Monday, 21 October 2013

Scotiabank Toronto Waterfront Marathon

Three weeks ago I completed the Berlin Marathon with mixed emotions. While my finish time was disappointing, I was able to look on the bright side in overcoming immense physical pain and being in an incredible environment. Upon my return to Toronto, I began to contemplate my participation in the Scotiabank Toronto Waterfront Marathon. I had run the Goodlife Toronto Marathon five times previously since the start line is by my house, but the Scotiabank Marathon I had reservations about running in. These two marathons used to be separated by only three weeks, which is pretty ridiculous, so they moved the Goodlife Marathon to the spring a few years back. The Goodlife Marathon covers many neighborhoods and went through Rosedale Valley, where the fall colors made that part of the course particularly beautiful. With the Scotiabank Marathon, about half the run is near the waterfront, including the Gardiner Expressway and the industrial parts, which is not exactly my favorite part of the city. I mean, the waterfront is nice for a few kms, but not 20. This year however, I found out that this race allowed for bib transfers and found someone who was injured selling their bib for $50, more than half the price of what it would cost me to register. This would be a great opportunity to get in one last marathon this year and redeem myself after Berlin.
Going in, I had little to no expectations. I had concerns that my previous injury would flare up again, but was feeling good physically. Wanting to avoid the same issues that arose in Berlin, I left my house super early to ensure I could get into my corral a good 20 minutes before the starting gun being fired. The Scotiabank Marathon and Half-Marathon start at the same time, so there were about 14,000 near city hall getting ready to run. Luckily my corral was spacious and had no problem finding the 3:05 pace rabbit and getting close to the starting line. We were soon introduced to the several elite marathoners participating, looking to win the minimum prize of $20,000 (If the men's winner was Canadian and ran the course in under 2:06, they would win $105,000). The national anthem was then sung and Councilor Doug Ford was introduced as the race ambassador to a chorus of boos. The gun was then fired and we were off.
The start of the run went pretty well and was quite scenic. We passed Queen's Park and the ROM in the first few kms. Running west along Bloor Street, crowd support was fairly strong and appreciated seeing it was about 5 degrees and 9 in the morning. Turning south on Bathurst, the crowd support waned but picked back up once we reached King Street and again at Exhibition Place. As I was approaching the waterfront, I felt good and was keeping up with the pace rabbit. Not bad. Along the way I saw a guy in a foam rubber beer bottle costume with a sign that read "You know you want me", which made me chuckle.
At the 12 km mark, we were handed energy gels, which is a high sugar syrup that serves as a quick digesting fuel. I took one, hoping to not "hit the wall" later on (hitting the wall is when you have exhausted your glycogen reserves and have to burn fat for energy, which is not an efficient method of fueling the body when running). However, at the 15 km mark I hit the dreaded Goo Punch, which is when a gel gives you a massive stomach cramp. Sometimes I get it, sometimes I don't. I started slowing down, but my pace rabbit was only a 100m or so ahead of me. Maybe I could recover and catch up.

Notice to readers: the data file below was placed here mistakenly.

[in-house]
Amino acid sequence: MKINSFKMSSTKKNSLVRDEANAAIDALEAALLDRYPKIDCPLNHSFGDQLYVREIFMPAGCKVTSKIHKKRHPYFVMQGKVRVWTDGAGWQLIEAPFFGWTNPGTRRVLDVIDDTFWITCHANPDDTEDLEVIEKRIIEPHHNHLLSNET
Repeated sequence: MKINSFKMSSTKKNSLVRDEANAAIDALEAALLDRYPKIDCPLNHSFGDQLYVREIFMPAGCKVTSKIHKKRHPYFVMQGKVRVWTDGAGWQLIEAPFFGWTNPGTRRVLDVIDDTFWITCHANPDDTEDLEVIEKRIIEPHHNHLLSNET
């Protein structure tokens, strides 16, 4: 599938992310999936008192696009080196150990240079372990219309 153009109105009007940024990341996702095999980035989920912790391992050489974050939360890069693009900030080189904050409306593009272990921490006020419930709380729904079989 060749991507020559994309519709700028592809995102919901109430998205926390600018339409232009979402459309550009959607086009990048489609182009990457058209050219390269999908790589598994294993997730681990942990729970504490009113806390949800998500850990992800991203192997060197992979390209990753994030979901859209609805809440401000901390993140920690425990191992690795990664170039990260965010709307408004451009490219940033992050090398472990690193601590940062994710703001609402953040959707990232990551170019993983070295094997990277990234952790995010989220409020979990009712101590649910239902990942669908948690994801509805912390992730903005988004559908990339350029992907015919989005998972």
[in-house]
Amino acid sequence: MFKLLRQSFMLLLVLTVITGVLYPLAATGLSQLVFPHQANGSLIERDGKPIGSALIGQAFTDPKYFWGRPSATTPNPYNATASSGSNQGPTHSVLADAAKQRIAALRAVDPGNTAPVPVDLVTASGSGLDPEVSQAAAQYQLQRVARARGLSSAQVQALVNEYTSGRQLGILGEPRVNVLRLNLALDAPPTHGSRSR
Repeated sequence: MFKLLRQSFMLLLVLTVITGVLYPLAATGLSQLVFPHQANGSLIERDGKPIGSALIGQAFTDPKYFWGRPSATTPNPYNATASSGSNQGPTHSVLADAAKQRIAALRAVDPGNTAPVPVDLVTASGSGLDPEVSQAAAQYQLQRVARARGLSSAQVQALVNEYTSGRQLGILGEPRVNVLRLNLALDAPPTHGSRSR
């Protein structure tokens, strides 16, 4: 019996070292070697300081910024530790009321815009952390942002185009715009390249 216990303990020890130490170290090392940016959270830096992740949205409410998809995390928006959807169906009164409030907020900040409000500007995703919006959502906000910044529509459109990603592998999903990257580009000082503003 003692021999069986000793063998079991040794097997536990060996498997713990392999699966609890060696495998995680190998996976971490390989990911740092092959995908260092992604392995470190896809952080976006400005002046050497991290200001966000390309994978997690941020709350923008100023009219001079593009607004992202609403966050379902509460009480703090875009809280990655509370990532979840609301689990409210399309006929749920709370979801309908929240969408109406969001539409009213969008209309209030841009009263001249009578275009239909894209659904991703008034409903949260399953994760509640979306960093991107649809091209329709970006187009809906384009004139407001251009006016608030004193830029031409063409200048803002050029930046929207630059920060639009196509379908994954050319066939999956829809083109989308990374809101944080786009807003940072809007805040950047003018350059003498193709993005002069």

Unfortunately, between the 17th and 18th km my foot pain started to act up again. It wasn't the same pain as before as this time my ankle started to flare up, which was more concerning than before. Slowly but surely, the pace rabbit starting fading in the distance. Disappointing, but I can't give up.
As I passed the half marathon mark, I could hear the spectators laughing and shouting "Cookie Monster!" and knew exactly what was happening. Before the race there was a guy in a giant Cookie Monster headgear, with a carrot on a stick attached to it, except instead of a carrot it was a box of cookies. This dude was fast! He was wearing a costume not conducive for running yet he was motoring past myself and the runners ahead of me. I wonder how fast he would be if he wasn't wearing the costume!
Even though the pain in my ankle persisted, I was finally able to shake the goo punch. I also had no need to take walk breaks like I did in Berlin. The crowds became very sparse between kms 22 and 27 as we entered Polson Pier and the industrial areas, but there were still some cools sights and sounds, like a large Chinese dragon costume with Chinese drums being played and a great steel drum band. Soon we reached the Beaches where the crowd support picked up again. A few kms later, I could see the Toronto skyline in the distance. Not much further to go!
At the 40km mark, I reached the St. Lawrence Market and the crowds from here on out were going to be their strongest making it incredibly encouraging. Once I turned north on Bay Street, the finish line was only 500m away. Time to dig deep and finish strong. Crowds were getting thicker and louder. Signs were telling me 400m to go, 300m, 200m, 100m. The finish line is now in sight. I finally cross with a final time of 3:15:52. Only a couple minutes off my personal best time and I'm pretty happy with that.